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Explained: India's Oxygen Shortage Amid the Second Wave of COVID-19

Apr 27, 2021 6:50 AM 6 min read

India’s oxygen emergency has perilously escalated over the past week.

Social media is being flooded with distress calls begging for the life-saving gas, some states are blocking cross-border transport of cylinders to save them for local use, and thousands are dying breathless in overcrowded hospitals, ad hoc treatment centres or in their own homes.

The shortage right now is acute, deadly and not likely to be resolved soon enough. And the country finds itself in this desperate position today due to the Government - both at the centre and states - having failed to plan properly...or plan at all.

What is Medical Oxygen? What is It Used For?

Off the top, an oxygen deficiency may seem strange to comprehend. How can we be facing a shortage of a gas that is literally in the air we breathe?

When you read reports on an “oxygen shortage”, they refer to a shortage of medical oxygen.

Medical oxygen refers to high purity oxygen used widely for medical treatments including during anesthesia, first aid resuscitation, life support, oxygen therapy etc. As well as in other areas like high-altitude mountain climbing.

It is produced in plants known as Air Separation Units (ASUs). ASUs employ a process called fractional distillation wherein atmospheric air is cooled to a liquid state, its various components then separated, and liquid oxygen extracted from the same. (We don't actually breathe in oxygen. We breathe in air, which is 78% nitrogen, 21% oxygen and 1% other gases.)

From here, the "pure" liquid oxygen can be transported to an industrial plant for industrial use (many industries have in situ ASUs). Or it is filled into special cryogenic containers, from where it is transported to hospitals. The liquid oxygen is converted into compressed gaseous form, filled into oxygen cylinders, and sent to the final destinations.


India’s Problems

There are two main issues the country is facing - there isn’t enough oxygen to meet demand + whatever oxygen we have is not efficiently distributed. Let’s delve into these one by one.

Point to Note: Oxygen cylinders come in various sizes; the larger ones can contain up to 7,800 liters of liquid oxygen. A breathless COVID-19 patient may need about 130 liters of oxygen a minute, so such a large cylinder would last about an hour.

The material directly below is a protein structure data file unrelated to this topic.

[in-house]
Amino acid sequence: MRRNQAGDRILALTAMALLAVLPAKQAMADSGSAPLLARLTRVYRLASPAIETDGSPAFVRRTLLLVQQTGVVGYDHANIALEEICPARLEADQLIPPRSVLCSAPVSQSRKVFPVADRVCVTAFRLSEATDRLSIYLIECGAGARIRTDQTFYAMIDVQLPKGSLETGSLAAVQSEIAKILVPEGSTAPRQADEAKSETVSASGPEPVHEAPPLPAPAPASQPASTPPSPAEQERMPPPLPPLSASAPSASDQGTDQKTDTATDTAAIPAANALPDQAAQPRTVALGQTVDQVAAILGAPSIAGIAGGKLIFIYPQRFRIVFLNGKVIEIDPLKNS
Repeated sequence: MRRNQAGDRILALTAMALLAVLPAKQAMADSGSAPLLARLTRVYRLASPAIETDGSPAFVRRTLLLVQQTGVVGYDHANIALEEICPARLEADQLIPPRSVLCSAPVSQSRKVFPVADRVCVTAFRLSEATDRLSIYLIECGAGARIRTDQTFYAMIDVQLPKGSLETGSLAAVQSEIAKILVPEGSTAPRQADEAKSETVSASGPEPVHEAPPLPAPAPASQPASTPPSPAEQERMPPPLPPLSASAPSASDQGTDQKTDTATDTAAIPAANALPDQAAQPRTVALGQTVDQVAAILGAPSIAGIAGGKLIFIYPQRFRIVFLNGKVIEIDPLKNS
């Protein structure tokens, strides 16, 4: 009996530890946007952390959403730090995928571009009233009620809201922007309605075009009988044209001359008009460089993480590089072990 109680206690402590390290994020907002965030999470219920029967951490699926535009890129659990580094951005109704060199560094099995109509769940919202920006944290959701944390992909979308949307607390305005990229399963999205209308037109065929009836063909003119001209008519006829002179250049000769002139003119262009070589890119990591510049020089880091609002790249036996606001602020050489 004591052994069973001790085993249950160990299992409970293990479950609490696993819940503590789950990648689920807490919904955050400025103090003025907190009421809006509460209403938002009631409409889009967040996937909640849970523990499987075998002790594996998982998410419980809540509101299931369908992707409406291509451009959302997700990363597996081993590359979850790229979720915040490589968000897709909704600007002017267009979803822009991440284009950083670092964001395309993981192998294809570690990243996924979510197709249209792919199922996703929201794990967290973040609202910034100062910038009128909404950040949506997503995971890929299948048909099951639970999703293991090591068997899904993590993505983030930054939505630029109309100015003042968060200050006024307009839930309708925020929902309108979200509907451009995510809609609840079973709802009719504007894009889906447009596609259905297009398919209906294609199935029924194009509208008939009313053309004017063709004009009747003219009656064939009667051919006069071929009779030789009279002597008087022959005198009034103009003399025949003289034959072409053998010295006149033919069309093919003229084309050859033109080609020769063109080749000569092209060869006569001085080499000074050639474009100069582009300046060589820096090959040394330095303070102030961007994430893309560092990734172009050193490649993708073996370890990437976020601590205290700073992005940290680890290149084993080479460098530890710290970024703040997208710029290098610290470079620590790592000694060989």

Supply and Demand

As per official figures, India’s daily oxygen production capacity is 7,127 metric tonnes or MT (medical + industrial) as at April 15th.

Pre-pandemic, medical oxygen demand was muted - barely 800 MT per day. The rest was used by industries. But since the outbreak, demand from hospitals has escalated - particularly so in the last two weeks, when requirement surged by 76% in only 10 days to 6,785 MT per day (as on April 22nd).

So… That’s a close shave, but it seems as if India still had a few hundred MT of oxygen to spare last week, right?

Dig deeper, and the shortage becomes apparent.

One, as we saw above, the bulk of the liquid oxygen that is produced in ASUs is earmarked for industrial applications. The purity levels for industrial and medical liquid oxygen are different.

Two, since April 22nd, liquid oxygen supply has been barred for non-medical industries. But some have had to be exempted - such as pharmaceuticals, steel plants, petroleum refineries, nuclear energy facilities, oxygen cylinder manufacturers, waste-water treatment plants, food and water purification. These either need liquid oxygen to remain functional or are important for the healthcare sector. Combined, these industries’ requirements add up to 2,500 MT per day.

Capacity = 7,127 MT. Availability = 7,127 - 2,500 = 4,627 MT. Ergo, the medical oxygen supply-side shortage.

Besides the supply crunch, the sheer magnitude of demand has been staggering. On April 12th, the Government said medical oxygen requirement was 3,842 MT. Five days ago, the Government submitted that the demand had surged to 8,000 MT.

Wait - what about reserves? The Ministry of Heath had said it had a reserve stock of 50,000 MT of liquid oxygen. Also, India might import as much as 50,000 MT of oxygen in the coming days, possibly.

Well, if you take demand to be 8,000 MT (it’s likely to be much higher now) and supply to be 4,627 MT, that’s a gap of 3,373 MT per day.